With the I&E operating successfully without hitch for one year, Nigeria seems to have met J.P Morgan’s criteria for liquidity and transparency in the foreign exchange market and hence its re-admission into the GBI-EM.
Thus, analysts at Lagos based Vetiva Capital Management Limited were optimistic that the country could make a return into the GBI-EM as early as this quarter (Q2’2018). This, they observed will be a game-changer for the fixed income market this year and could potentially depress yields even further.
Impact of I&E window on Nigeria’s economy
Reviewing the impact of the I&E window on the economy, they said: “The NAFEX fixing has proved to be a game-changer in the foreign exchange (FX) story, and almost a year to the date of its conception (April 21, 2017), we explore the most significant differences it has made to the Nigerian economy.
“The NAFEX fixing has been a boom to Nigeria’s FX market, boosting liquidity and price discovery, but also fostering investor confidence in the economy. The improvement in the FX market has been a critical element of Nigeria’s economic recovery.
“After an average 52 percent spread between the official and parallel market rates in 2016, and a peak spread of 70 percent in February 2017, the introduction of the NAFEX fixing triggered a convergence in rates. The improvement in market liquidity and transparency drove the parallel market rate from its peak of N520/$ in February 2017 to N390/$ by the end of April 2017.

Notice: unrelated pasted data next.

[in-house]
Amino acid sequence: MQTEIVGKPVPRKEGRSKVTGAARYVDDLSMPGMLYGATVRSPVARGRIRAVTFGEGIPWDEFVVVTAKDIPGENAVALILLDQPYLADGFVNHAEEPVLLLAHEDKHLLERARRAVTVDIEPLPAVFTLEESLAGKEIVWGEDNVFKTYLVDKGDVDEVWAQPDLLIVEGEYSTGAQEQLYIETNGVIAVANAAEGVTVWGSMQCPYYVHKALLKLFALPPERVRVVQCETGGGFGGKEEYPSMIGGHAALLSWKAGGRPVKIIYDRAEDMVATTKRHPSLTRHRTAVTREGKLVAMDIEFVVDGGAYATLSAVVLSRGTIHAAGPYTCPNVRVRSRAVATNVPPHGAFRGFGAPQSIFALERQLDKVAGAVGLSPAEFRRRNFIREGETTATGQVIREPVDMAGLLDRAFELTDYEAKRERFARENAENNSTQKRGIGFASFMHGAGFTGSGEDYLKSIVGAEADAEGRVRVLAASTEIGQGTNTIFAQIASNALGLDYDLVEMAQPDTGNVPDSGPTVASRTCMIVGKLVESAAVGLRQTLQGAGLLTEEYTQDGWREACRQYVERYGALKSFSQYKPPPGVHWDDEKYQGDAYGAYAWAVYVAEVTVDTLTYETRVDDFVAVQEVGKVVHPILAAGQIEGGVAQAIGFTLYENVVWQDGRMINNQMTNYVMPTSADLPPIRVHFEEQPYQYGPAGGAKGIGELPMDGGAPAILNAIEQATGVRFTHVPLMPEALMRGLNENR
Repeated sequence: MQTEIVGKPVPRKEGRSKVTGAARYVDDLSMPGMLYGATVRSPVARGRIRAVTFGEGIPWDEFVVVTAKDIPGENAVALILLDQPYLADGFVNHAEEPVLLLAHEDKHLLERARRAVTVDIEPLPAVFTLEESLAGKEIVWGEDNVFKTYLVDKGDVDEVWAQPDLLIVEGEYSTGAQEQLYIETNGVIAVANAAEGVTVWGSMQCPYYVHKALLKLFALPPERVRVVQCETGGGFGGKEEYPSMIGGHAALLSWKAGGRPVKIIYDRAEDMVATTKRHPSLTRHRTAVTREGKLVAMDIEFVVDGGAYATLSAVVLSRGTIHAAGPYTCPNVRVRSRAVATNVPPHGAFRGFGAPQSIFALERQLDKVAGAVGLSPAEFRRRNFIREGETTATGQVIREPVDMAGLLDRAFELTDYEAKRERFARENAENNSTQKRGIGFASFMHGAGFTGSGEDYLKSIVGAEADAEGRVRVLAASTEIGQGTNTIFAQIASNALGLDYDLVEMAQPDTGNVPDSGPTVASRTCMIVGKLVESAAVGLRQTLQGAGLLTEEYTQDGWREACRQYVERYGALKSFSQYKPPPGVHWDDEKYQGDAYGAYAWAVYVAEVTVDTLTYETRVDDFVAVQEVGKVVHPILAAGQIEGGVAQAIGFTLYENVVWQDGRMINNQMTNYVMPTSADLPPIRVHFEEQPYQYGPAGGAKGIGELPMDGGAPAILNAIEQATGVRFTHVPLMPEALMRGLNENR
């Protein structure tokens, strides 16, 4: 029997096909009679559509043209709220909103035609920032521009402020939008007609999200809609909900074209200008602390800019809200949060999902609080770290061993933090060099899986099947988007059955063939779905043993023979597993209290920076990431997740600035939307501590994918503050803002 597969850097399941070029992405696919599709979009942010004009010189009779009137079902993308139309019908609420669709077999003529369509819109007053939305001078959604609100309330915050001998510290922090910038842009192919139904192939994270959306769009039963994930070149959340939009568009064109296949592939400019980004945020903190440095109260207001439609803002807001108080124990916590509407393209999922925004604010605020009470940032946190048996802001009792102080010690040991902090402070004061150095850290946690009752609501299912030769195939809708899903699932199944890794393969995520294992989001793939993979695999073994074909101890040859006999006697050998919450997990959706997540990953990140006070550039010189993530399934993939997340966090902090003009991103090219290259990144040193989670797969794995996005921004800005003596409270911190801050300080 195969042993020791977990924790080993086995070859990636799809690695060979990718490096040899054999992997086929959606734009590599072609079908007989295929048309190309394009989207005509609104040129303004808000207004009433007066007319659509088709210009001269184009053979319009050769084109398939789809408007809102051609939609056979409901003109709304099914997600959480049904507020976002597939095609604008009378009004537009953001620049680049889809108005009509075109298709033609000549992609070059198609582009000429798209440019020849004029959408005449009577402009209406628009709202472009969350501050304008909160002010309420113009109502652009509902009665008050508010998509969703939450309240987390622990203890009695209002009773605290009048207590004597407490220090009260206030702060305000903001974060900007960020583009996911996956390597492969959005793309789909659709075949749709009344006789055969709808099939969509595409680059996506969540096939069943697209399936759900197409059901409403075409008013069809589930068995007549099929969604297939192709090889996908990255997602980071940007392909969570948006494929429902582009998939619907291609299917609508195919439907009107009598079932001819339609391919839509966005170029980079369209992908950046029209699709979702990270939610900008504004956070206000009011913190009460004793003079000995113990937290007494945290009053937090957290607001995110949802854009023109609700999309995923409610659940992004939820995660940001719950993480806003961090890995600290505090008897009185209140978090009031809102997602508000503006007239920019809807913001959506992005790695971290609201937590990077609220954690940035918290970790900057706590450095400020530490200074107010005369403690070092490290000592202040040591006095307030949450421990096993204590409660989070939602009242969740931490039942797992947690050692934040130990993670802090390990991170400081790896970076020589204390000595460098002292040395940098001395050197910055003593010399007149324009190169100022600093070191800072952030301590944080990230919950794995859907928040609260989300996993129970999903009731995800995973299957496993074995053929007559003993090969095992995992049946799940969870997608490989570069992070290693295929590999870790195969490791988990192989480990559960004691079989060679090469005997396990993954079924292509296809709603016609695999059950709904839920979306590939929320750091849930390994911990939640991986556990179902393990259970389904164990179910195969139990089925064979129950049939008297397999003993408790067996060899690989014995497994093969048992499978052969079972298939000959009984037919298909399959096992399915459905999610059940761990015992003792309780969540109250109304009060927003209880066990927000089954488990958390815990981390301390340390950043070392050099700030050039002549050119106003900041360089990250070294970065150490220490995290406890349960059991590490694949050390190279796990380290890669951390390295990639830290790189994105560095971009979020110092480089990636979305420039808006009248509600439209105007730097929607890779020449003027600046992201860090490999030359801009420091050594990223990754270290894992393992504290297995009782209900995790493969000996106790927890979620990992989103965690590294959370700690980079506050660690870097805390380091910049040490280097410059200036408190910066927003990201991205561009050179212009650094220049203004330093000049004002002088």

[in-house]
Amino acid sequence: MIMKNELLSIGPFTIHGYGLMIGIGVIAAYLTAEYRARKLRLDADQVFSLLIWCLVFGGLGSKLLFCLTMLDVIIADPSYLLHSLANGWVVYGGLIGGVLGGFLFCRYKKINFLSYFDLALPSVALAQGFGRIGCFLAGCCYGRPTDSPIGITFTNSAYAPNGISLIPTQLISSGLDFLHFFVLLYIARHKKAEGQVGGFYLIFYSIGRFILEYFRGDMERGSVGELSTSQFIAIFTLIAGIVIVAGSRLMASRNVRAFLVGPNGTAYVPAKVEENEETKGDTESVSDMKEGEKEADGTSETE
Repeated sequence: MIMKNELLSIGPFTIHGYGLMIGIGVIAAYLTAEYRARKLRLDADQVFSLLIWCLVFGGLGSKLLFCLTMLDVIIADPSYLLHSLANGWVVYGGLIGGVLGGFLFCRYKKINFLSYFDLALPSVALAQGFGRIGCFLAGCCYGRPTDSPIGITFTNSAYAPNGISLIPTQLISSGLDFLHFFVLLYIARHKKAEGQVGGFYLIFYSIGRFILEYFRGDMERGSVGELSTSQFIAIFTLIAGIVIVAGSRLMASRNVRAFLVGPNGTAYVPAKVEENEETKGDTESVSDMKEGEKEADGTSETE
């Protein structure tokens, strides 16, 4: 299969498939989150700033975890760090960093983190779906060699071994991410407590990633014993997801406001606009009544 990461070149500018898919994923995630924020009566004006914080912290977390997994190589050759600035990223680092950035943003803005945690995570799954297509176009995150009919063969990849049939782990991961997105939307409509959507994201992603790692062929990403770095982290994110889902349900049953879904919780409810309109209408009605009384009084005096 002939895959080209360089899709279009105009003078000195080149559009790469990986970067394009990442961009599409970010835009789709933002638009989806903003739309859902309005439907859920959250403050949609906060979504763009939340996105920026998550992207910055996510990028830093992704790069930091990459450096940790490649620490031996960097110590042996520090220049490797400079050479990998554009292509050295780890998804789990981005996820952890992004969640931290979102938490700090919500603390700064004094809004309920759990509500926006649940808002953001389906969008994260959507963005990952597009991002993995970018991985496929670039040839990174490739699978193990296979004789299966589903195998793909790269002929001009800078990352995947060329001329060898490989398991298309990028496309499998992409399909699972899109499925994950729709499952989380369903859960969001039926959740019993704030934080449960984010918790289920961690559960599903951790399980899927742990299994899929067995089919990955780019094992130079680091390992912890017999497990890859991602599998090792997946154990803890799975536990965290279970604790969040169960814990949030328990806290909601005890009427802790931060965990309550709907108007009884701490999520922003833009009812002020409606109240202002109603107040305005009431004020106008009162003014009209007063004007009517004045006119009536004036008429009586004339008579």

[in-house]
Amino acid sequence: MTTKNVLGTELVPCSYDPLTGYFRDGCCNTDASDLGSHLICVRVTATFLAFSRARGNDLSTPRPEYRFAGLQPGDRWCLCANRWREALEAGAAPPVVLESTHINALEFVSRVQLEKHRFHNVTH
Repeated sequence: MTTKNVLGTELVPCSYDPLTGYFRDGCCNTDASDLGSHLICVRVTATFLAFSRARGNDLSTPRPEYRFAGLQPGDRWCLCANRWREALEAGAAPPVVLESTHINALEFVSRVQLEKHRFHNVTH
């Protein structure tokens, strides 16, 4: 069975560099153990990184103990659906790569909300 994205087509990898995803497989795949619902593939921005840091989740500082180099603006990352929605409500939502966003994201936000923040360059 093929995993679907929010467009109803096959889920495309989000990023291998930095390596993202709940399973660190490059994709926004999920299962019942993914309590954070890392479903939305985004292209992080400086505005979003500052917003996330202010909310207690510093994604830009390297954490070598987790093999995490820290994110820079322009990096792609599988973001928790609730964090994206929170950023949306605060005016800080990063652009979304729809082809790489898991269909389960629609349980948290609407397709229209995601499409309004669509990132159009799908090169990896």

“Promisingly, although the naira continues to be priced at a discount in floating segments compared to its official levels, we have observed a sustained near-parity between the NAFEX and parallel market rates, providing more clarity on the market price of the naira and reducing arbitrage in the economy.
“Average monthly foreign exchange turnover recorded by FMDQ stood at $12 billion, $7 billion, and, $10 billion for 2015, 2016, and 2017 respectively. Furthermore, H2’17 average was $13 billion, compared to $7 billion in H1’17, indicating the impact the NAFEX window has had on boosting dollar liquidity. Estimates of autonomous inflows into the “I&E” window are imprecise, but conservative guidance is at least $10 billion since inception, a far cry from Nigeria’s capital flight experience of 2014-2016.
“The improvement in the FX picture can also be seen in the evolution of Nigeria’s external reserves. External reserves almost doubled from its trough of $24 billion in October 2016 to $46 billion in March 2018. A significant portion of this increase can be attributed to Federal Government external borrowing (c.$7.3 billion), currency swaps with commercial banks, and higher oil earnings, but also reflects higher autonomous dollar inflows into the economy.
“The most obvious effect of the NAFEX fixing has been on the Nigerian Stock Exchange (NSE). The introduction of the NAFEX fixing encouraged foreign investors to return to the space, spurring a market rally that earned the NSE a podium finish on the global equity markets league table in 2017.
“We recall that having been placed on a watch list and considered for a standalone status following illiquidity challenges in 2016, Morgan Stanley Capital International (MSCI) retained Nigerian equities in its index following the introduction of the I&E window as the operators deemed window to satisfy its FX market requirements.
“The Nigerian economy is already benefitting from the NAFEX fixing through improved dollar liquidity and investor confidence, with the dark days of currency crisis looking like distant history. Should Nigeria be re-included in the J.P. Morgan Emerging Market Bond Index, it would provide another boost and almost bring us full circle to a pre-currency crisis period.”